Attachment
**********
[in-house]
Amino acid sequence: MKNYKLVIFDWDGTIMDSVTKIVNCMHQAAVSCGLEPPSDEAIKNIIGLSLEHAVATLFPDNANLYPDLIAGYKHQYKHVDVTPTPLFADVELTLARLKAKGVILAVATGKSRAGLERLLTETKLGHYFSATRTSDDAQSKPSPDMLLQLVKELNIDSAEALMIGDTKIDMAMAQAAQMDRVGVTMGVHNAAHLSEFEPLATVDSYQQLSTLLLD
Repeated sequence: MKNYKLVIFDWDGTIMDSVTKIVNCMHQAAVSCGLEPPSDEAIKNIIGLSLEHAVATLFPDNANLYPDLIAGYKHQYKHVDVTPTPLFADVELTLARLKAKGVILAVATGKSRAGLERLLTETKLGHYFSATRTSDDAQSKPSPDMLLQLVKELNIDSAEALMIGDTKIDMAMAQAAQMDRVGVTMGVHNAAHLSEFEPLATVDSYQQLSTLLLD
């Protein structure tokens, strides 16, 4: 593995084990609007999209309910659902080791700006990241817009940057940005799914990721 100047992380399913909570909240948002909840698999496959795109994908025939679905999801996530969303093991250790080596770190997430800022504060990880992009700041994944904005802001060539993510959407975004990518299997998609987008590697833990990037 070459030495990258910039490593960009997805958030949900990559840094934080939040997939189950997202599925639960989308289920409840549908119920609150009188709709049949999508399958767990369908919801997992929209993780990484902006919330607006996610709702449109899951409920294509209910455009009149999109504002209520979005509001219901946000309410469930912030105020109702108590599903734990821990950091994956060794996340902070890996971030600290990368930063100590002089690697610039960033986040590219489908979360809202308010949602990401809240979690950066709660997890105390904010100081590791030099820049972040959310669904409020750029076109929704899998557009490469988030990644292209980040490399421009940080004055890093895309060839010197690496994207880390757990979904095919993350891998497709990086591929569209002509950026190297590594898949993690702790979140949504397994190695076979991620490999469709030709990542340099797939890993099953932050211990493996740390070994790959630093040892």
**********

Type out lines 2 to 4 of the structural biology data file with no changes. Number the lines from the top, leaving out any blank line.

Amino acid sequence: MKNYKLVIFDWDGTIMDSVTKIVNCMHQAAVSCGLEPPSDEAIKNIIGLSLEHAVATLFPDNANLYPDLIAGYKHQYKHVDVTPTPLFADVELTLARLKAKGVILAVATGKSRAGLERLLTETKLGHYFSATRTSDDAQSKPSPDMLLQLVKELNIDSAEALMIGDTKIDMAMAQAAQMDRVGVTMGVHNAAHLSEFEPLATVDSYQQLSTLLLD
Repeated sequence: MKNYKLVIFDWDGTIMDSVTKIVNCMHQAAVSCGLEPPSDEAIKNIIGLSLEHAVATLFPDNANLYPDLIAGYKHQYKHVDVTPTPLFADVELTLARLKAKGVILAVATGKSRAGLERLLTETKLGHYFSATRTSDDAQSKPSPDMLLQLVKELNIDSAEALMIGDTKIDMAMAQAAQMDRVGVTMGVHNAAHLSEFEPLATVDSYQQLSTLLLD
């Protein structure tokens, strides 16, 4: 593995084990609007999209309910659902080791700006990241817009940057940005799914990721 100047992380399913909570909240948002909840698999496959795109994908025939679905999801996530969303093991250790080596770190997430800022504060990880992009700041994944904005802001060539993510959407975004990518299997998609987008590697833990990037 070459030495990258910039490593960009997805958030949900990559840094934080939040997939189950997202599925639960989308289920409840549908119920609150009188709709049949999508399958767990369908919801997992929209993780990484902006919330607006996610709702449109899951409920294509209910455009009149999109504002209520979005509001219901946000309410469930912030105020109702108590599903734990821990950091994956060794996340902070890996971030600290990368930063100590002089690697610039960033986040590219489908979360809202308010949602990401809240979690950066709660997890105390904010100081590791030099820049972040959310669904409020750029076109929704899998557009490469988030990644292209980040490399421009940080004055890093895309060839010197690496994207880390757990979904095919993350891998497709990086591929569209002509950026190297590594898949993690702790979140949504397994190695076979991620490999469709030709990542340099797939890993099953932050211990493996740390070994790959630093040892």